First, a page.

I mostly go to factories in the Guangdong province. Over the last few months, I have heard complaints such as “we are trying to hire, but we can’t find enough workers”. I even heard “it’s nearly Chinese New Year, the workers that stayed in their home province don’t want to come back working here for only a few months”.
There is a quantitative shortage of workers in the South, to be sure. 2007 was probably worse. And 2010 might be even worse. Why? There are more and more reasonably-paid jobs in inner provinces and in Fujian/Zhejiang/Jiangsu, so fewer migrant workers come to Guangdong.
Why such a focus on the number of workers? Isn’t the real problem the quality/competency of the workers? And what is the root cause, if not the misconceptions of local manufacturers?
David Dayton, who writes the excellent SRI blog, reported a conversation he had with several factory bosses. He described how some factory owners feel about their workers, and what they do about it. It runs counter to the most basic recommendations for gaining in quality and efficiency. For fun, I compared it to the advice given by W. Edwards Deming (a prominent quality expert that is held in high regard by most Japanese manufacturers) and condensed into his famous 14 points.
I compared several sentences from the SRI blog post to Deming’s corresponding points:
SRI blog post: “No one cares. There is no desire to do anything well. People just want to do their job, not think, and go home. No one really tries to do a good job and nobody cares if they do it wrong.”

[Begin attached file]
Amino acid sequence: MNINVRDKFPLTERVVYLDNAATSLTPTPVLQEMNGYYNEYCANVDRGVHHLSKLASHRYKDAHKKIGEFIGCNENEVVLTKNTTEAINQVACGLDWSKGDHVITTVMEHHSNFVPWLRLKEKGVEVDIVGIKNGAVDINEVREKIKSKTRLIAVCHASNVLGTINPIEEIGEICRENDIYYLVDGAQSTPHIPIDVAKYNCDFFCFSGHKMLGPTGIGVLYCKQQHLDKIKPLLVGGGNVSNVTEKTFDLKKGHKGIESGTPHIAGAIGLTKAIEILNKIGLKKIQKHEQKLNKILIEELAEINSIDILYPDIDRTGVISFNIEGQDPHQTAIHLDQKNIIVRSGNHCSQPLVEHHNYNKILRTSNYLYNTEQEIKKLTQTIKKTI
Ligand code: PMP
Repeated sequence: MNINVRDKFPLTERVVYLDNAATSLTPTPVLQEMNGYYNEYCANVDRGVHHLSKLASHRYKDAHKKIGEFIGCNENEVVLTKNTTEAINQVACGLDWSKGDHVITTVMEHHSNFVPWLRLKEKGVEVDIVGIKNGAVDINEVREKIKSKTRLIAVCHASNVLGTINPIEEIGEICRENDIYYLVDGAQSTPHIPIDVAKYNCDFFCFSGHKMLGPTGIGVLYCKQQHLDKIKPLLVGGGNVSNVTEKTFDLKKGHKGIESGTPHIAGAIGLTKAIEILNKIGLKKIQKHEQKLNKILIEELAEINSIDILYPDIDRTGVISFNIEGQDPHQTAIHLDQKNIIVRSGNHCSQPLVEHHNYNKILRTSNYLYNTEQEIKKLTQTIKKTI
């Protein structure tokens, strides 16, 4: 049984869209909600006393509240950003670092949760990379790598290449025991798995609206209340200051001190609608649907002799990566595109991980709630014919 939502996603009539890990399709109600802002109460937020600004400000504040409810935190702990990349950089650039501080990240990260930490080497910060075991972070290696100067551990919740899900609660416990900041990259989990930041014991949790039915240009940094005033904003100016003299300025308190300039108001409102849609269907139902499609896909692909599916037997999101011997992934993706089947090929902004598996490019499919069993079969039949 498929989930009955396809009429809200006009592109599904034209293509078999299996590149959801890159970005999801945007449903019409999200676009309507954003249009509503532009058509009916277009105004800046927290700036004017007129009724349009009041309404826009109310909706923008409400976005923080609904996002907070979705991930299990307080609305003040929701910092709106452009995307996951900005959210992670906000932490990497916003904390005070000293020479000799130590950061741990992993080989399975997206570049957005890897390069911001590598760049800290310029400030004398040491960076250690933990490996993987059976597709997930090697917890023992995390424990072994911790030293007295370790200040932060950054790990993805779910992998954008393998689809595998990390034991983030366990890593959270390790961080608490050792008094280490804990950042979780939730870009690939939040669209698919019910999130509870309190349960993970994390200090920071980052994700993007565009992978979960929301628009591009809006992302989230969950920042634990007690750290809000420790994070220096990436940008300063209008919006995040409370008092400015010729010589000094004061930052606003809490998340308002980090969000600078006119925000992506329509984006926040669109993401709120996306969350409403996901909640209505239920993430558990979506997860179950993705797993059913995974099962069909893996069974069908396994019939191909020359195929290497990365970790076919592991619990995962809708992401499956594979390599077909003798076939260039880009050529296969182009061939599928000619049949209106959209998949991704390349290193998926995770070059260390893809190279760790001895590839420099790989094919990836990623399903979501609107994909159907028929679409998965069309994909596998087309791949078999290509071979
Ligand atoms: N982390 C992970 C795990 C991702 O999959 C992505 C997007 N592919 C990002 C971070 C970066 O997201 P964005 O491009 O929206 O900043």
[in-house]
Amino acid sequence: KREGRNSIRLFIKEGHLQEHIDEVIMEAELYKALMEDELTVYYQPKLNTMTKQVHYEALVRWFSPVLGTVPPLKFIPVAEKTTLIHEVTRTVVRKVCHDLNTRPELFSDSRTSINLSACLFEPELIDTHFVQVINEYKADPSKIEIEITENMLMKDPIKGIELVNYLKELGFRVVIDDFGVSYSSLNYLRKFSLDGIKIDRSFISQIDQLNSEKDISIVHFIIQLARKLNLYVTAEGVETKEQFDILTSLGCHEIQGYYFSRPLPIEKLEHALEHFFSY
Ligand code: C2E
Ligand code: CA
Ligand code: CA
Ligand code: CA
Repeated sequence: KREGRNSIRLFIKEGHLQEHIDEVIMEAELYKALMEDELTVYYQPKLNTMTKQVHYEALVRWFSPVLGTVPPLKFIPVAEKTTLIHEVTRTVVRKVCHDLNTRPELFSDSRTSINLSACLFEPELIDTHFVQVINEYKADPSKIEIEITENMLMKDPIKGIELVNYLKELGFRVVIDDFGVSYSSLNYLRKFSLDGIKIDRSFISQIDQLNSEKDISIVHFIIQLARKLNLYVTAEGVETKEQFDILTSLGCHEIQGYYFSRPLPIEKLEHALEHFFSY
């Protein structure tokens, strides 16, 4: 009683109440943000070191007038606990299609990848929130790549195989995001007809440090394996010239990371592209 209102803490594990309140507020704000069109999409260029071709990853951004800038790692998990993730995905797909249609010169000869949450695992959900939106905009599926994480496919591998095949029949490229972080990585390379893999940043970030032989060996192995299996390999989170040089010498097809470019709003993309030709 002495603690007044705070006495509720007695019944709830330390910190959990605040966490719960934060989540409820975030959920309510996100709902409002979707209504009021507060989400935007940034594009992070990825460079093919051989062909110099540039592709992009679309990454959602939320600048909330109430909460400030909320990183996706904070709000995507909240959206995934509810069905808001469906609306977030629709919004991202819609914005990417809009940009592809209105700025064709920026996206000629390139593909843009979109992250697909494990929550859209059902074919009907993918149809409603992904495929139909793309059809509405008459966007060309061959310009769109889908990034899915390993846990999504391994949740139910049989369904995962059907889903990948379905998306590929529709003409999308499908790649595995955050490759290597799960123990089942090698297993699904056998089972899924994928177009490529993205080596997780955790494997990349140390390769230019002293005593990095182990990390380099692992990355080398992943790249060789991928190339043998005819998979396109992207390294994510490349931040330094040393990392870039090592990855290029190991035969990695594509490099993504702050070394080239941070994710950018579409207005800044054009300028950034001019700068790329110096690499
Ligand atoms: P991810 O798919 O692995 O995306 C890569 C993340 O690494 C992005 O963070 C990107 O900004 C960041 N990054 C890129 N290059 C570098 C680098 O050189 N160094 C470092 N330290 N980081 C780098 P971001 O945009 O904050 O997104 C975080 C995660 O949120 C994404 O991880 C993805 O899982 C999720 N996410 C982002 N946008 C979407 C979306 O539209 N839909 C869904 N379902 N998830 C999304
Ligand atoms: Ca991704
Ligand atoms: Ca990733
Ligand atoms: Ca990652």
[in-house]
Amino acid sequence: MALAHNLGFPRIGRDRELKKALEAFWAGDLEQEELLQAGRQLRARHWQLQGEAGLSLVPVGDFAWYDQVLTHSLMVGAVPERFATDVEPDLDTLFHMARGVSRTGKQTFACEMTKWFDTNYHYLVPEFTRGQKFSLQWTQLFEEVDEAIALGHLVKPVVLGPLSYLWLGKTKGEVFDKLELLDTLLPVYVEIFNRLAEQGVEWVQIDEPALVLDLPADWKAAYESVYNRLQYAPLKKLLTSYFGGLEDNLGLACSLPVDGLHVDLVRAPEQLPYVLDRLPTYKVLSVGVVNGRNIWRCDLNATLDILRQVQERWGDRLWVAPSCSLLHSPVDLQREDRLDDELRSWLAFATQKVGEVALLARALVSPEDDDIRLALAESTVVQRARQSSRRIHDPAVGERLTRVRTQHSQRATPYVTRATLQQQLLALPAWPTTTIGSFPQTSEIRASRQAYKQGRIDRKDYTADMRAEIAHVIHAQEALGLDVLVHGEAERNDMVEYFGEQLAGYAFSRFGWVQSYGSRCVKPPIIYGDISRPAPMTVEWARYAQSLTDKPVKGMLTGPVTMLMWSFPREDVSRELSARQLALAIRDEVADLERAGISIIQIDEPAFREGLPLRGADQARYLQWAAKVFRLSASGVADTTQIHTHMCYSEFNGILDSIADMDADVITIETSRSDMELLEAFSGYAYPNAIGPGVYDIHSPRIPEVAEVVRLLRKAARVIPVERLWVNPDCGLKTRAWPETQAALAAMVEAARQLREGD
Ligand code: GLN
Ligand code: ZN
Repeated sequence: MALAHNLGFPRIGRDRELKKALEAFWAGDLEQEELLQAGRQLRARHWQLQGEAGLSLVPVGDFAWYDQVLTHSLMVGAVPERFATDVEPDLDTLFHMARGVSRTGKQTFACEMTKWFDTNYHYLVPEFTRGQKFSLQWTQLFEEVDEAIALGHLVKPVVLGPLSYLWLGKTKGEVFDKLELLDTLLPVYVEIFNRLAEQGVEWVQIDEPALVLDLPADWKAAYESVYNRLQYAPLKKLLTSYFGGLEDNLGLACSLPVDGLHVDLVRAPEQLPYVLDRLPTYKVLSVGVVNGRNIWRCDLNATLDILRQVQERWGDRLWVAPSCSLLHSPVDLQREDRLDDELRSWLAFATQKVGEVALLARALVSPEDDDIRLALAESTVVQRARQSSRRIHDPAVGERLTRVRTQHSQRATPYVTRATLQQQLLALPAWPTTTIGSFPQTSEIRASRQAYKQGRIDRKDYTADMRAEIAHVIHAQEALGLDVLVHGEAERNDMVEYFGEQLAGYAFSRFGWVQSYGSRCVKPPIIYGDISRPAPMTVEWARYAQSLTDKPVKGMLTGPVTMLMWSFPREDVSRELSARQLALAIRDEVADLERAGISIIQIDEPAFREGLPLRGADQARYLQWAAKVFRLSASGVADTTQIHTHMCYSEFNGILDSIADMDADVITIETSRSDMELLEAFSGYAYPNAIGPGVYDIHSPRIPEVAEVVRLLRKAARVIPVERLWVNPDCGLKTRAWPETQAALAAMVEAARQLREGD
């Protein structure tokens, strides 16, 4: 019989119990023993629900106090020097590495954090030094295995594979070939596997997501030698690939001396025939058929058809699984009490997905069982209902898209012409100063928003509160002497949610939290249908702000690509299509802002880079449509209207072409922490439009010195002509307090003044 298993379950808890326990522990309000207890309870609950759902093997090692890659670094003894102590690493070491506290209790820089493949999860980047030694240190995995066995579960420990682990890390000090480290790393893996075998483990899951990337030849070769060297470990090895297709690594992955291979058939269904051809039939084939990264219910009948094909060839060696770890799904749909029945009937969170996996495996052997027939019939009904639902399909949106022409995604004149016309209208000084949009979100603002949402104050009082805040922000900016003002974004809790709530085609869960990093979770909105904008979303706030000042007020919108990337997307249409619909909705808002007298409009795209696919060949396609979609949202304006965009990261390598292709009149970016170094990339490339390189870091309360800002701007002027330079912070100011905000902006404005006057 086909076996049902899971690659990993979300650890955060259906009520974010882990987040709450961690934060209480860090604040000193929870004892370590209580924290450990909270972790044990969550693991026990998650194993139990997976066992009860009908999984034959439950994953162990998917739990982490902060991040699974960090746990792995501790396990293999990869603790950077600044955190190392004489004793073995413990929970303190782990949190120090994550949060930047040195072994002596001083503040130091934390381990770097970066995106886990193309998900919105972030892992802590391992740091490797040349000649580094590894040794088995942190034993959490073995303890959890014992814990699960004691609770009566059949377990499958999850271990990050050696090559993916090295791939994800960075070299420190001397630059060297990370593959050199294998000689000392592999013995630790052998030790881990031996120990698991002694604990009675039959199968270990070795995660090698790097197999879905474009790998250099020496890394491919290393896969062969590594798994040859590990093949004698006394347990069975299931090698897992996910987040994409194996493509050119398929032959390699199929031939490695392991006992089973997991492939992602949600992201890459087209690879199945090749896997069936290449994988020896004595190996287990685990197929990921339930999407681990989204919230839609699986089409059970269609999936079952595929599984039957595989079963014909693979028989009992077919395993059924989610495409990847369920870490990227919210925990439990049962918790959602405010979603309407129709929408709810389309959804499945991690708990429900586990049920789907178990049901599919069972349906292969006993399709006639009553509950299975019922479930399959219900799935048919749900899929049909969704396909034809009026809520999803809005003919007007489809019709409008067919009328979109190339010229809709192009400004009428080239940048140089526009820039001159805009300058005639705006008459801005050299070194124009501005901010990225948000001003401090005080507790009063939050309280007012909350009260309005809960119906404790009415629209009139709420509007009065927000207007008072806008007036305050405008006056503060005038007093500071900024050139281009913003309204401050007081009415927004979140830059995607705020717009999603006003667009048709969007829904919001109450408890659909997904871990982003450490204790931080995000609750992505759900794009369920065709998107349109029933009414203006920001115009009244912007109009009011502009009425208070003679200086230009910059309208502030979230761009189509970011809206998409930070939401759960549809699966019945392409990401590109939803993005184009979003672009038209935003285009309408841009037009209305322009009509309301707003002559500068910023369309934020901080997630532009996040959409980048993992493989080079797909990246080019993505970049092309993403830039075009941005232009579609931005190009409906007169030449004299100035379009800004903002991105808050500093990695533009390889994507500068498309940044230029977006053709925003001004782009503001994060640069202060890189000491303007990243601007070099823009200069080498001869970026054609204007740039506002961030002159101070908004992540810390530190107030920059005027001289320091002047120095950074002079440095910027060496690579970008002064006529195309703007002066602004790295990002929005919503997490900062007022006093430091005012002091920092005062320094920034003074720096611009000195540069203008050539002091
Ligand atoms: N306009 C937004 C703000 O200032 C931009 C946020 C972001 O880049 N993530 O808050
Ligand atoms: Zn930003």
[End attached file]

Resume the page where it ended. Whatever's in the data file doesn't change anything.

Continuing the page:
Deming point 11: “Remove barriers that rob the hourly worker of his right to pride of workmanship”
SRI blog post: Do it or you’re fired! More than once these guys all said that without this threat they wouldn’t get much of anything done. Since managers can’t solve many problems they are where the proverbial buck stops. They said they use this threat all the time and every now and then actually do fire someone to keep the threat real.
Deming point 8: “Drive out fear, so that everyone may work effectively for the company”
SRI blog post: Over specialization. Under-skilled employees are just too specialized and so can’t be counted on to either do other jobs or creatively solve problems; it requires a lot of training (e.g. money) to get them to be able to do other jobs. You can hire a ton of people off the street to do simple stuff, but finding skilled professionals for more sensitive positions is much more difficult.
Deming point 9: “Break down barriers between departments. People in research, design, sales, and production must work as a team, to foresee problems of production and in use that may be encountered with the product or service”
Deming point 6: “Institute training on the job”
Oh and while I’m at it, I can also list some other points that run counter to what I observe in nearly every factory I visit:
- Point 1: “Create constancy of purpose toward improvement of product and service, with the aim to become competitive and to stay in business”
- Point 3: “Cease dependence on inspection to achieve quality. Eliminate the need for inspection on a mass basis by building quality into the product in the first place”
- Point 4: “End the practice of awarding business on the basis of price tag. Instead, minimize total cost”
- Point 5: “Improve constantly and forever the system of production and service, to improve quality and productivity”